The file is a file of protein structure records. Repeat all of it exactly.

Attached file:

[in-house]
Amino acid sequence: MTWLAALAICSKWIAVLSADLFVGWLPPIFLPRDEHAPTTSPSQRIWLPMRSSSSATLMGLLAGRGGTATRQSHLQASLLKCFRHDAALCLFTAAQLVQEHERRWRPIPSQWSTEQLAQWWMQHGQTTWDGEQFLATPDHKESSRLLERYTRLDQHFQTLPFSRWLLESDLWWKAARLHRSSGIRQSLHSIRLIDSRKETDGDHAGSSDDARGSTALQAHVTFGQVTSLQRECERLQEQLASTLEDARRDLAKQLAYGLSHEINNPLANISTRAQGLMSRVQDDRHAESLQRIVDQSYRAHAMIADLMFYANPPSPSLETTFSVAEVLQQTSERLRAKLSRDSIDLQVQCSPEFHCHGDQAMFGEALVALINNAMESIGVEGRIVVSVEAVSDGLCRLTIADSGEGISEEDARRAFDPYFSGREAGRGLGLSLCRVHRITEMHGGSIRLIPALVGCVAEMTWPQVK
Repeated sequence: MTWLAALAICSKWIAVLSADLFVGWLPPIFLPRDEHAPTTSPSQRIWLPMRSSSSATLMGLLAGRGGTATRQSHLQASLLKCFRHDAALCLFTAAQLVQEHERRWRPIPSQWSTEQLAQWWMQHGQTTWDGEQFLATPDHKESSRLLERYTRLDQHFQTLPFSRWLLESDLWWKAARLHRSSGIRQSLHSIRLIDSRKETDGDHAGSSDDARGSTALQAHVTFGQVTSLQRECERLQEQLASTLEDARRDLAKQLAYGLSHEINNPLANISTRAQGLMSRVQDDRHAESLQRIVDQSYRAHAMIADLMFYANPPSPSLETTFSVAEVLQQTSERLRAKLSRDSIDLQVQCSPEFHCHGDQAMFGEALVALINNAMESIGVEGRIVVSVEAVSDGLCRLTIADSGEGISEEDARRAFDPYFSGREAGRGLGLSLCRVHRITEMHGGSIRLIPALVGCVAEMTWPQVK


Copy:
[in-house]
Amino acid sequence: MTWLAALAICSKWIAVLSADLFVGWLPPIFLPRDEHAPTTSPSQRIWLPMRSSSSATLMGLLAGRGGTATRQSHLQASLLKCFRHDAALCLFTAAQLVQEHERRWRPIPSQWSTEQLAQWWMQHGQTTWDGEQFLATPDHKESSRLLERYTRLDQHFQTLPFSRWLLESDLWWKAARLHRSSGIRQSLHSIRLIDSRKETDGDHAGSSDDARGSTALQAHVTFGQVTSLQRECERLQEQLASTLEDARRDLAKQLAYGLSHEINNPLANISTRAQGLMSRVQDDRHAESLQRIVDQSYRAHAMIADLMFYANPPSPSLETTFSVAEVLQQTSERLRAKLSRDSIDLQVQCSPEFHCHGDQAMFGEALVALINNAMESIGVEGRIVVSVEAVSDGLCRLTIADSGEGISEEDARRAFDPYFSGREAGRGLGLSLCRVHRITEMHGGSIRLIPALVGCVAEMTWPQVK
Repeated sequence: MTWLAALAICSKWIAVLSADLFVGWLPPIFLPRDEHAPTTSPSQRIWLPMRSSSSATLMGLLAGRGGTATRQSHLQASLLKCFRHDAALCLFTAAQLVQEHERRWRPIPSQWSTEQLAQWWMQHGQTTWDGEQFLATPDHKESSRLLERYTRLDQHFQTLPFSRWLLESDLWWKAARLHRSSGIRQSLHSIRLIDSRKETDGDHAGSSDDARGSTALQAHVTFGQVTSLQRECERLQEQLASTLEDARRDLAKQLAYGLSHEINNPLANISTRAQGLMSRVQDDRHAESLQRIVDQSYRAHAMIADLMFYANPPSPSLETTFSVAEVLQQTSERLRAKLSRDSIDLQVQCSPEFHCHGDQAMFGEALVALINNAMESIGVEGRIVVSVEAVSDGLCRLTIADSGEGISEEDARRAFDPYFSGREAGRGLGLSLCRVHRITEMHGGSIRLIPALVGCVAEMTWPQVK